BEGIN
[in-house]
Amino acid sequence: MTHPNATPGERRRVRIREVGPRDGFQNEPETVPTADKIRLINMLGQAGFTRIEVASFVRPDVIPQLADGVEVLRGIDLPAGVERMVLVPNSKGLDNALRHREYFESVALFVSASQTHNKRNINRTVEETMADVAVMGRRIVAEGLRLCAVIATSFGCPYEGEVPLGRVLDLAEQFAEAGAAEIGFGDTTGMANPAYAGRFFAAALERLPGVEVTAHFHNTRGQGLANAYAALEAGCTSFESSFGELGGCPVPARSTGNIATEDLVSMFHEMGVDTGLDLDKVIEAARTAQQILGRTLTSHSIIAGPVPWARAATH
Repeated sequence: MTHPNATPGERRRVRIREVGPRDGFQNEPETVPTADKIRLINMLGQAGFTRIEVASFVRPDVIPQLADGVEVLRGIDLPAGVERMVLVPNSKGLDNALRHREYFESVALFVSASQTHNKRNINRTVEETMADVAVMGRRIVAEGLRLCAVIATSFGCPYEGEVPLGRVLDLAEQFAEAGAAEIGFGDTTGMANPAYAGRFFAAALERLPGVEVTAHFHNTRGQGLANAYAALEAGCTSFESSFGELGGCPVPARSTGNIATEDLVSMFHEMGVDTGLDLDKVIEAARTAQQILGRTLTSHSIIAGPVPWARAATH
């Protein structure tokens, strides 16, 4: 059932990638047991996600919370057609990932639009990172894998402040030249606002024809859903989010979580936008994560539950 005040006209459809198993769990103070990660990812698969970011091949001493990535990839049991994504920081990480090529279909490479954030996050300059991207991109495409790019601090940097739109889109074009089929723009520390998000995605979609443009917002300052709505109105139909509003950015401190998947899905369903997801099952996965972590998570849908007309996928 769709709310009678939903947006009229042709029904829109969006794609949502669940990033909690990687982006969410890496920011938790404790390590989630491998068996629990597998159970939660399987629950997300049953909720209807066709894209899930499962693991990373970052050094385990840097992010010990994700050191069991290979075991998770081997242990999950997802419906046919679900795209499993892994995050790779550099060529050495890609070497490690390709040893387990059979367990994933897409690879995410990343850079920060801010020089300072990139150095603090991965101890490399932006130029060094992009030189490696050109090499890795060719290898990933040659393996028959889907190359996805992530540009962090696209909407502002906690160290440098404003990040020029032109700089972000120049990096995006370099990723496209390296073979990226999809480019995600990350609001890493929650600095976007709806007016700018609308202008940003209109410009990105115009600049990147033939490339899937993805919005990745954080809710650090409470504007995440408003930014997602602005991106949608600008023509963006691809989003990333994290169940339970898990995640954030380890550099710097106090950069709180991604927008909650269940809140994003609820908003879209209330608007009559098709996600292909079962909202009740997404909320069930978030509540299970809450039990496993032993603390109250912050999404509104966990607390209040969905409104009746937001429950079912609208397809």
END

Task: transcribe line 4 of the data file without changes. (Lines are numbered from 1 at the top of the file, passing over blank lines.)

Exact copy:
């Protein structure tokens, strides 16, 4: 059932990638047991996600919370057609990932639009990172894998402040030249606002024809859903989010979580936008994560539950 005040006209459809198993769990103070990660990812698969970011091949001493990535990839049991994504920081990480090529279909490479954030996050300059991207991109495409790019601090940097739109889109074009089929723009520390998000995605979609443009917002300052709505109105139909509003950015401190998947899905369903997801099952996965972590998570849908007309996928 769709709310009678939903947006009229042709029904829109969006794609949502669940990033909690990687982006969410890496920011938790404790390590989630491998068996629990597998159970939660399987629950997300049953909720209807066709894209899930499962693991990373970052050094385990840097992010010990994700050191069991290979075991998770081997242990999950997802419906046919679900795209499993892994995050790779550099060529050495890609070497490690390709040893387990059979367990994933897409690879995410990343850079920060801010020089300072990139150095603090991965101890490399932006130029060094992009030189490696050109090499890795060719290898990933040659393996028959889907190359996805992530540009962090696209909407502002906690160290440098404003990040020029032109700089972000120049990096995006370099990723496209390296073979990226999809480019995600990350609001890493929650600095976007709806007016700018609308202008940003209109410009990105115009600049990147033939490339899937993805919005990745954080809710650090409470504007995440408003930014997602602005991106949608600008023509963006691809989003990333994290169940339970898990995640954030380890550099710097106090950069709180991604927008909650269940809140994003609820908003879209209330608007009559098709996600292909079962909202009740997404909320069930978030509540299970809450039990496993032993603390109250912050999404509104966990607390209040969905409104009746937001429950079912609208397809």